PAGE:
Defining an asbestos lung cancer diagnosis
In the 1950’s, asbestos was as ubiquitous as bread. Every building, home, car, and major infrastructure in America contained asbestos. Then, in the 1980’s, asbestos litigation exploded. Mesothelioma became a household word, and the country as a whole finally woke to the devastating extent of the asbestos problem. Weitz & Luxenberg is aware of the asbestos problem in the United States. We have been helping victims of mesothelioma and other asbestos-related diseases seek financial compensation for their losses for over two decades. As part of our mission to inform the public about the asbestos problem, we have dedicated this area of our website just to asbestos disease information. In this particular section, we will provide you helpful information and resources on your lung cancer diagnosis – one of the diseases caused by asbestos.
For information on financial compensation for asbestos-related lung cancer, simply fill out the form on this page. We will get back to you within 24 hours to provide you with a personal consultation on your asbestos and cancer case.
What is asbestos-related lung cancer?
Asbestos and cancer is not to be confused with mesothelioma, which is a cancer of the lining of the lungs. Asbestos-related lung cancer functions like most lung cancers. It is made up of a tumor (or multiple tumors) in the lungs. Lung cancer can be broken into two specific categories:
Small Cell Cancer
A fast-growing type of lung cancer, small cell lung cancer can be broken down into three categories:
- Mixed small cell/large cell carcinoma
- Combined small cell carcinoma
- Small cell carcinoma (also known as oat cell cancer) – this is the most common variety of small cell lung cancer.
Small cell makes up approximately 15% of all lung cancers. The cancer cells are small in the very early stages, but then grow rapidly to form large tumors. These tumors then spread (or metastasize) affecting other areas of the body. The cancer can quickly become life-threatening once the tumors have spread to the surrounding vital organs such as the heart, brain, bones, or liver.
Symptoms of small cell lung cancer:
- Blood in the phlegm/coughing up blood
- Persistent or changes in cough
- Pains in the chest
- Trouble breathing
- Losing weight unexpectedly
- Lost appetite
These are the symptoms that are typical with lung cancer, but other symptoms may also develop including:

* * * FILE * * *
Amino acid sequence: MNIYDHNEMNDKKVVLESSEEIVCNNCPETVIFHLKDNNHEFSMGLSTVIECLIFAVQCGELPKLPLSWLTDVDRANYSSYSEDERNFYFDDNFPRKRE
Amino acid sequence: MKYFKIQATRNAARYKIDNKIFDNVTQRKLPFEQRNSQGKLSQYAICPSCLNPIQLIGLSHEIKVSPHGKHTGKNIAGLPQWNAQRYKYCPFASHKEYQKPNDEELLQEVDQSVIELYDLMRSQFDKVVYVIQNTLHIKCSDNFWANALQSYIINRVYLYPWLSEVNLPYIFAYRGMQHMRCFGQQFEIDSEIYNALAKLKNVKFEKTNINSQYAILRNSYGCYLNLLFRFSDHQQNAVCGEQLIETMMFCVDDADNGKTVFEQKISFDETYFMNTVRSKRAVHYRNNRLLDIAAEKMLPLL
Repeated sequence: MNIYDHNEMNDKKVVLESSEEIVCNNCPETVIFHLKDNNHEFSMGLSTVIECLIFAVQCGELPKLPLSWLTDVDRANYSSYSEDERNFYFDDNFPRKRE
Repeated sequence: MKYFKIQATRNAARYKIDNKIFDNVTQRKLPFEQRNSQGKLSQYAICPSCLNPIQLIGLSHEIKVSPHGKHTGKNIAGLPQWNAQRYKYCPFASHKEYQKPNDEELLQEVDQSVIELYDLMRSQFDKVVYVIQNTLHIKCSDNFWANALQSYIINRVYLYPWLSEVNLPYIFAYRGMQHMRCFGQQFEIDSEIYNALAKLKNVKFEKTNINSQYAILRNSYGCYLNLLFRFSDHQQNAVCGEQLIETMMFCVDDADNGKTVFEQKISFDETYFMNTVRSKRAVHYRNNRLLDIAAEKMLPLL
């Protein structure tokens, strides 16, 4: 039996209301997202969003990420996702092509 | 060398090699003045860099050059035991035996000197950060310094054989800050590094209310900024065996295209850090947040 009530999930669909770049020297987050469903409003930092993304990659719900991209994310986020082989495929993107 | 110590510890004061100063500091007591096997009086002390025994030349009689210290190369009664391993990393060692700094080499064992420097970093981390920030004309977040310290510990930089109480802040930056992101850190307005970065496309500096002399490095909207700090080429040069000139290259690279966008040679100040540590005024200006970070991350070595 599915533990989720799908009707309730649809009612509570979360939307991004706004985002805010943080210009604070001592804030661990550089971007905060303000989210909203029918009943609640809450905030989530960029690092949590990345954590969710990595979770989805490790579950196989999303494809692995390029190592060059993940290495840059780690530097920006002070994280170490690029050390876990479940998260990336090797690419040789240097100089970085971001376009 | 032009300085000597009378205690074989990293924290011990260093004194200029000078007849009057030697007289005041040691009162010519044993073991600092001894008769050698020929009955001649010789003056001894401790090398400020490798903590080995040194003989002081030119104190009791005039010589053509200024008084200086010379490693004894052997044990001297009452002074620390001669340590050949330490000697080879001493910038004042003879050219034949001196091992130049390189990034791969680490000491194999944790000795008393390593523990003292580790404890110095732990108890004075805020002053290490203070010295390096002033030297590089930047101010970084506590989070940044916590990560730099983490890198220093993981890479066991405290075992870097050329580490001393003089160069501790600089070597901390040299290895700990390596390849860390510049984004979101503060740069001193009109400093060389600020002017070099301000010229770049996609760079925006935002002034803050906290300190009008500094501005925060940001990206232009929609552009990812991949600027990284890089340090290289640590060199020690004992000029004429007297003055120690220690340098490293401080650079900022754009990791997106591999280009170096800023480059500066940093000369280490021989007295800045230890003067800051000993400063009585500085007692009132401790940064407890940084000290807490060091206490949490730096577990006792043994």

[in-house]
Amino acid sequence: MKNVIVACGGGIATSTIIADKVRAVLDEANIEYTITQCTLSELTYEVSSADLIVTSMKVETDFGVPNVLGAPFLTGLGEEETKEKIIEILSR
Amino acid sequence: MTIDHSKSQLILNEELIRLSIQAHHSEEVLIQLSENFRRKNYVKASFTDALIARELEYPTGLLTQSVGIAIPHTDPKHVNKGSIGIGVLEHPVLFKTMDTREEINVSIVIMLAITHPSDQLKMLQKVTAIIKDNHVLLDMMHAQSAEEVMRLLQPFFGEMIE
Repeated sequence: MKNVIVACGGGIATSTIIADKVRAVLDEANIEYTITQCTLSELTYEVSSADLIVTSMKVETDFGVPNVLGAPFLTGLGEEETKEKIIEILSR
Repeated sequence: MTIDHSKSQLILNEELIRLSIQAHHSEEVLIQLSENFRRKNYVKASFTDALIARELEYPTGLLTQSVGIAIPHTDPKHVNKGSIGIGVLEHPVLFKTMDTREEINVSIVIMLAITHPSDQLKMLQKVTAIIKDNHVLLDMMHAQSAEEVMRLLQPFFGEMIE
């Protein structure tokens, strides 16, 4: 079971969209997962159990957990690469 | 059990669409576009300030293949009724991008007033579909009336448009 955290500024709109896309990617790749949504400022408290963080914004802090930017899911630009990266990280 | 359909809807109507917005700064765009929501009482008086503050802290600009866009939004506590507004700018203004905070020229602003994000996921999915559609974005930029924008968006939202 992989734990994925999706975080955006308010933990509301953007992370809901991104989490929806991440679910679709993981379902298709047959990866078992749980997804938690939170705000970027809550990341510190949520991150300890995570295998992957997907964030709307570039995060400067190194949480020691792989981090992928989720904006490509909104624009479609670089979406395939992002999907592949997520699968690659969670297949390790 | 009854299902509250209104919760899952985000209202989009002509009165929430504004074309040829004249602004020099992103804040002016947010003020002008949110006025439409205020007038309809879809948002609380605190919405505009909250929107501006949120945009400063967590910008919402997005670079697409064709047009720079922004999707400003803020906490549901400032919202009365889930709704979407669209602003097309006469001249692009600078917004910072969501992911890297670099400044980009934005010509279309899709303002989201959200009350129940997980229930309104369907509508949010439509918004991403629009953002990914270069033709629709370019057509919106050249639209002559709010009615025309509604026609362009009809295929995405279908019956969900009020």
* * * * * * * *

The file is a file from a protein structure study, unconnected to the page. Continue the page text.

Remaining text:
- Swelling of the face
- Difference in voice quality
- Trouble swallowing
Non-small cell lung cancer (or NSCLC) is the most common type of lung cancer, and grows slower than small cell lung cancer. NSCLC can be broken down into three varieties:
- Squamous cell carcinoma – the cancer cells are typically found in the center of the lung near the bronchus (airway passage that conducts air into the lungs)
- Adenocarcinoma –the cancer cells develop in the outer area of the lung
- Large cell carcinomas – a fast spreading lung cancer type that can develop anywhere in the lungs
Symptoms of non-small cell cancer
Common symptoms for Non-small cell lung cancer are the same as small cell lung cancer symptoms. Other less common symptoms include:
- Pain in the joints
- Drooping of the eyelids
- Bone pains
- Unusual issues with the nails
How does asbestos cause lung cancer?
It is not exactly known how asbestos causes cancer, but what is known is that the fibers of the asbestos have something to do with it. The tiny fibers are breathed in and then stick into the lungs. They stay there for years, and have been known to irritate the lung cells and eventually cause some cells to mutate into cancerous ones.
Those that have been exposed to asbestos longer tend to have an increased risk of developing lung cancer. In addition, external sources such as regular inhalation of cigarette smoke increase the risk of developing lung cancer
In general, it takes about 15 years for someone to develop lung cancer after asbestos exposure (Cancer.org).
Treatment varies greatly depending on variety of cancer and stage of cancer. In general, the treatment options for lung cancer are (oncologychannel.com):
- Surgery – removal of cancerous area. This includes the use of instruments or lasers.
- Photodynamic therapy (or PDT) – this method deals with administering an injection of a light-activated drug into the body. The tumor in the lungs is then “illuminated by a laser fiber” that transmits light of a certain wavelength. The laser is then used to eradicate the sensitized tumor. An unfortunate side-effect of this procedure is sensitivity to light.
- Radiation therapy – this is a method that uses gamma rays (high-energy radiation) to shrink the tumor.
- Chemotherapy – in general, chemotherapy is just the administration of certain chemicals to kill cancerous cells. The use of chemotherapy is sometimes used in conjunction with other treatments. There are many different ways to use chemotherapy and many different varieties of chemotherapy treatments.
Asbestos has harmed so many Americans from Navy veterans to plumbers. It has even affected their wives and children through second-hand exposure. Major asbestos companies knew about this problem and did nothing about it. The only reconciliation we can offer is the knowledge that financial compensation is available for those that have been stricken with asbestos-related lung cancer, and we can help you receive it.
For a free, no obligation, legal consultation fill out the form on this page. Simply, explain your case and in 24 hours, a representative of Weitz & Luxenberg will be in contact with you. We have helped so many people who have been stricken with asbestos-related diseases receive just compensation for their losses, and we can help you as well.